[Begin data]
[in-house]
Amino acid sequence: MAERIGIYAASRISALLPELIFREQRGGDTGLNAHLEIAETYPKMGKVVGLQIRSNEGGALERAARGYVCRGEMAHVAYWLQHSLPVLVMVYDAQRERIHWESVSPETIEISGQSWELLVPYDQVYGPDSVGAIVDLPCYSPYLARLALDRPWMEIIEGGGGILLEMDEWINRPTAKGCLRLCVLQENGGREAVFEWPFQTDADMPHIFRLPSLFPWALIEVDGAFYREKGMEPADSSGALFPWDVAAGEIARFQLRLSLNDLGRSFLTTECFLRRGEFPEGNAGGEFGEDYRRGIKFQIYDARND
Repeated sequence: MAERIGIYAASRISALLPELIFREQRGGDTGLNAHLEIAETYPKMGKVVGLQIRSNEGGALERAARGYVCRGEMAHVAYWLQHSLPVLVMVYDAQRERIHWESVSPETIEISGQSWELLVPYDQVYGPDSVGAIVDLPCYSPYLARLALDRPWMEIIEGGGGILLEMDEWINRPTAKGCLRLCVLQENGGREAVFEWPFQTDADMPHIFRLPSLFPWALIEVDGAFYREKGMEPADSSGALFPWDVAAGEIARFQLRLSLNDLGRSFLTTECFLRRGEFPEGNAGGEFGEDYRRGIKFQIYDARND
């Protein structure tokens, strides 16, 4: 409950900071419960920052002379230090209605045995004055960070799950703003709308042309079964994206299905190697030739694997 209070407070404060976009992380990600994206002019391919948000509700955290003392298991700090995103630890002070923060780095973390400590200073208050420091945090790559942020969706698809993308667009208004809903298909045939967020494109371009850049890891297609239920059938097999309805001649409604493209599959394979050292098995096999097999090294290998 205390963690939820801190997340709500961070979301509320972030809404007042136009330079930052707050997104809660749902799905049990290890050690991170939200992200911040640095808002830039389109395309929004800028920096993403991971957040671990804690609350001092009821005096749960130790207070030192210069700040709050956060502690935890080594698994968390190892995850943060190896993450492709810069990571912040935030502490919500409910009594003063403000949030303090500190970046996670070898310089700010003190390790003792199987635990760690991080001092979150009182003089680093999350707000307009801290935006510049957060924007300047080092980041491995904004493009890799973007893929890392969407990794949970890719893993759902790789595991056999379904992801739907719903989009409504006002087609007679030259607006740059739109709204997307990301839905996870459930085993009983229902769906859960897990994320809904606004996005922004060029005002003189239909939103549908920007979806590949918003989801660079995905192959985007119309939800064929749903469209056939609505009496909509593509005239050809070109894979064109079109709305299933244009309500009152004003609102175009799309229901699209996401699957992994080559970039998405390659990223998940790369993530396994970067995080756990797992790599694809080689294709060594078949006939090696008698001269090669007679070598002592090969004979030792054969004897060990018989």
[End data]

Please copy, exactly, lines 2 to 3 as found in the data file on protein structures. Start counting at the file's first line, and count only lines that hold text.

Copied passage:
Amino acid sequence: MAERIGIYAASRISALLPELIFREQRGGDTGLNAHLEIAETYPKMGKVVGLQIRSNEGGALERAARGYVCRGEMAHVAYWLQHSLPVLVMVYDAQRERIHWESVSPETIEISGQSWELLVPYDQVYGPDSVGAIVDLPCYSPYLARLALDRPWMEIIEGGGGILLEMDEWINRPTAKGCLRLCVLQENGGREAVFEWPFQTDADMPHIFRLPSLFPWALIEVDGAFYREKGMEPADSSGALFPWDVAAGEIARFQLRLSLNDLGRSFLTTECFLRRGEFPEGNAGGEFGEDYRRGIKFQIYDARND
Repeated sequence: MAERIGIYAASRISALLPELIFREQRGGDTGLNAHLEIAETYPKMGKVVGLQIRSNEGGALERAARGYVCRGEMAHVAYWLQHSLPVLVMVYDAQRERIHWESVSPETIEISGQSWELLVPYDQVYGPDSVGAIVDLPCYSPYLARLALDRPWMEIIEGGGGILLEMDEWINRPTAKGCLRLCVLQENGGREAVFEWPFQTDADMPHIFRLPSLFPWALIEVDGAFYREKGMEPADSSGALFPWDVAAGEIARFQLRLSLNDLGRSFLTTECFLRRGEFPEGNAGGEFGEDYRRGIKFQIYDARND